By Carl Begai
I recently had the opportunity to interview X Japan drummer / co-founder Yoshiki as pre-promotion for the band’s current and first ever North American tour. Definitely a highlight for me – up there with interviewing Rob Halford, Bruce Dickinson, Alice Cooper or the great Ronnie James Dio – and I came away from the chat suitably impressed by Yoshiki’s candor and grounded nature. Not at all what I expected from someone who can brag about 30 million units sold since the band’s ‘80s inception, is a media magnet in his native Japan, was preparing for a tour and fielding questions daily from North American press people that only recently learned of X Japan’s existence. I’ve been a fan for almost 20 years, making this discussion something special on a personal level.
The main interview appears via BW&BK here, following are some additional thoughts and revelations from Yoshiki:
With X Japan’s rise to fame in the ‘80s came the Visual Kei movement, inspired by the band’s over-the-top cyberpunk glam image that made acts like Poison look painfully bland in comparison. It was a trend restricted to the youth of Japan until Dir En Grey, sporting a similar albeit darker hair-and- make-up look, gained notoriety in Europe in 2005. Dir En Grey have since exploded in North America and Yoshiki is often credited with having discovered the band, but this isn’t exactly the case. His name is indeed linked to them, but he only played a brief part in their history.
“I have a friend who runs the management company that looks after Dir En Grey,” Yoshiki explains, “and he told me that the band needed a producer, which is how I met them. I ended up producing their mini-album in 1999 (five tracks featured on the Gauze record). Now they’re very popular in North America and I’m very happy for them. I think they’re a great band.”
It has been suggested that Dir En Grey’s success outside Japan is one of the main reasons X Japan – who broke up in 1997 and reunited 10 years later – have finally decided to hit foreign markets. A fair assumption, but both bands have ditched their Visual Kei image and sound nothing like, with Dir En Grey having evolved into a demented metal version of Pink Floyd and X Japan remaining true to their original sound. Yoshiki insists the band simply “wasn’t ready” to enter the Western world as a live act in the ‘80s and ‘90s, and feels the band is better prepared now.
The tour and news of a forthcoming English language album is still something of a shock for many Western fans, however, as they’ve only known the band through import CDs, DVDs and online multi-media. There’s a sense of amazement amongst the faithful in that no one could have imagined X Japan reuniting without guitarist Hide, who passed away in 1998. An over-the-top flamboyant character in a band of colourful personlaities, many felt the X Japan sparklhad died with him. Yoshiki doesn’t disagree and admits he’s a bit surprised the band has made a successful comeback.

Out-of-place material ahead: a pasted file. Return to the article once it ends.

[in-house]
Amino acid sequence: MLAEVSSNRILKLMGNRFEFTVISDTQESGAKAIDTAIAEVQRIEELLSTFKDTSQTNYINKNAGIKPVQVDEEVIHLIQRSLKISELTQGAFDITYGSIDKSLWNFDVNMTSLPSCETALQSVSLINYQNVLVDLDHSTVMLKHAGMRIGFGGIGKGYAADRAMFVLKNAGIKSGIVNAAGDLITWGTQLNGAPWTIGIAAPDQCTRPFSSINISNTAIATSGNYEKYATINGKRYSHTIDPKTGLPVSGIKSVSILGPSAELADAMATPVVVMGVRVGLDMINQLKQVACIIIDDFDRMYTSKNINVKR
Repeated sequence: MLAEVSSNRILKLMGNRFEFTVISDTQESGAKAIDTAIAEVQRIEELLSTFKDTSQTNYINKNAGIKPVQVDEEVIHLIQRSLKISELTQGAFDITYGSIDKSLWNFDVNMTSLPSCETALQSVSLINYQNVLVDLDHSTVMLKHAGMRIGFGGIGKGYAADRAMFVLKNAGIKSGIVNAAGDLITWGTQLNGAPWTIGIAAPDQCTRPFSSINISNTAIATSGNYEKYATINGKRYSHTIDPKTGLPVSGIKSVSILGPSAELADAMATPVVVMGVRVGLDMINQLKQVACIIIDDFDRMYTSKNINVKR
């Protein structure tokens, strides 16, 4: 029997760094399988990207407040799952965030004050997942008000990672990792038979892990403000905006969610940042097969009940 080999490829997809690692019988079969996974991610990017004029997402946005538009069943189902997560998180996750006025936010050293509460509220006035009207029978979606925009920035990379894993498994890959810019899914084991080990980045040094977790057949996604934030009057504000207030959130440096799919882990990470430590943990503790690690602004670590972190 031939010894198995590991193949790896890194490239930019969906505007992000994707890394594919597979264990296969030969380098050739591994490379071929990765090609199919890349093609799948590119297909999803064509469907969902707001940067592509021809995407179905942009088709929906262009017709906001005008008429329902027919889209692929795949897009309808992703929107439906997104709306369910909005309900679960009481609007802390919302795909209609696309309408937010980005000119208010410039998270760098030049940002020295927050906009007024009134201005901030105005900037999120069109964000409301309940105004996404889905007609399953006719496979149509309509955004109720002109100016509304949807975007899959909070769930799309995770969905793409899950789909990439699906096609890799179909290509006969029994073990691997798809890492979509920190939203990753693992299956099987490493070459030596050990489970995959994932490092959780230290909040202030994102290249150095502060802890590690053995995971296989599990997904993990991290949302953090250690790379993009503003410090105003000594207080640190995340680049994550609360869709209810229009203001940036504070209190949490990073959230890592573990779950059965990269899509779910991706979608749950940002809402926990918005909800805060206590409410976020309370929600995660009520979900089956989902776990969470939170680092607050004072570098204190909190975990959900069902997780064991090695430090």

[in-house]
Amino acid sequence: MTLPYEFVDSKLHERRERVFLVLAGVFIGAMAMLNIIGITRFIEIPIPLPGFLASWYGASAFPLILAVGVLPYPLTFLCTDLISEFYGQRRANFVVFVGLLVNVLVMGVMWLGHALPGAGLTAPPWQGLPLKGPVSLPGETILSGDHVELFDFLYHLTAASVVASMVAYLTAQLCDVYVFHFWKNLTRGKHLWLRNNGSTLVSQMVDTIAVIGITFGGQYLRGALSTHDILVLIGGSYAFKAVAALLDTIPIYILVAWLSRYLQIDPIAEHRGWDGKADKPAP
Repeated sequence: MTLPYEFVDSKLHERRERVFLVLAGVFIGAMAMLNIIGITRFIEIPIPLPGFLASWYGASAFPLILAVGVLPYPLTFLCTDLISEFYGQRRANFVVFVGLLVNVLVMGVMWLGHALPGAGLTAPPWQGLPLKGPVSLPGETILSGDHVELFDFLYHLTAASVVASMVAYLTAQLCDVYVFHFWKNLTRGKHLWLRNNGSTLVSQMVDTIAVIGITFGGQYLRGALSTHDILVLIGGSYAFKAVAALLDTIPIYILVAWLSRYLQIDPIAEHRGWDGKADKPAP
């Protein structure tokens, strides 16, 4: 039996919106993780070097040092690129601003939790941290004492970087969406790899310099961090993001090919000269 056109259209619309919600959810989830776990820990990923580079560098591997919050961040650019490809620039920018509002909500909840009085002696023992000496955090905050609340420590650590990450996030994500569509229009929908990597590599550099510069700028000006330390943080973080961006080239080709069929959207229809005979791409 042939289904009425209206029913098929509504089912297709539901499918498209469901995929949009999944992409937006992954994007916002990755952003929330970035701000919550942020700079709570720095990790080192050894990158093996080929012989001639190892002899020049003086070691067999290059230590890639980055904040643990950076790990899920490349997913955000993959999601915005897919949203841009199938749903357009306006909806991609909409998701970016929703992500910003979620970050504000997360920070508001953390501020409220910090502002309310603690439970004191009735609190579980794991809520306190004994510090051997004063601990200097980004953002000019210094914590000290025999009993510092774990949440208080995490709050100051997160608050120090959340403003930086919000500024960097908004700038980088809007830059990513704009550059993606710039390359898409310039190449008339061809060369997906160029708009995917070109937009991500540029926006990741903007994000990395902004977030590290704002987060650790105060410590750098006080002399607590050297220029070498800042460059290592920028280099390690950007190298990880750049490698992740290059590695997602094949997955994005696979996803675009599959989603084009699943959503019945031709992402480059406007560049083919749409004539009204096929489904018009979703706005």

“It was very hard,” he says of getting the ball rolling again. “After we broke up I didn’t speak with Toshi (vocals) for more than seven years. He just called me one day from out of nowhere and we gradually rebuilt our friendship from before. Then, about a year later we started talking about reuniting X Japan. The question was how we would do that, because when we broke up I never even considered the possibility that we would ever work together again. And with Hide gone, of course it seemed impossible. I never imagined we would get back together, to be honest.”
“The first thing we decided to do was have a concert at Tokyo Dome,” he continues. “It featured a hologram of Hide, and his guitar parts as playback during the show. That was too real (laughs). But, it felt really good to be playing again. So then we had to find a guitar player and we chose Sugizo (Luna Sea) because we had known him for a long time. Sugizo isn’t exactly replacing Hide, though. It’s more like he’s the sixth member of X Japan.”
With the tour building momentum for the upcoming album – an even split of new songs and classic X-Japan songs re-recorded in English – the natural assumption is that the band is filming the North American tour for a DVD release. It would be foolish on many levels not to do so. Yoshiki agrees.
“We’re trying to film some of the shows, yes, but I don’t know which ones. We’d like to put out a DVD with some footage from the Japan shows, some footage from North America. I think it’s important for us to do that for the fans that won’t have the chance to see us on tour over here. This time, anyway (laughs).”
Check out X Japan’s official website at this location. A review of X Japan’s 1989 breakthrough album Blue Blood – back when they were know simply as X – is available here.
And a taste of the show… ‘X’ marks the spot 😉
(Photos courtesy of the official X Japan website and a killer promo department).
2 thoughts on “X JAPAN – Band Of The Rising Sons”
One of my favourite bands ever!!! Thanks for interviewing them!
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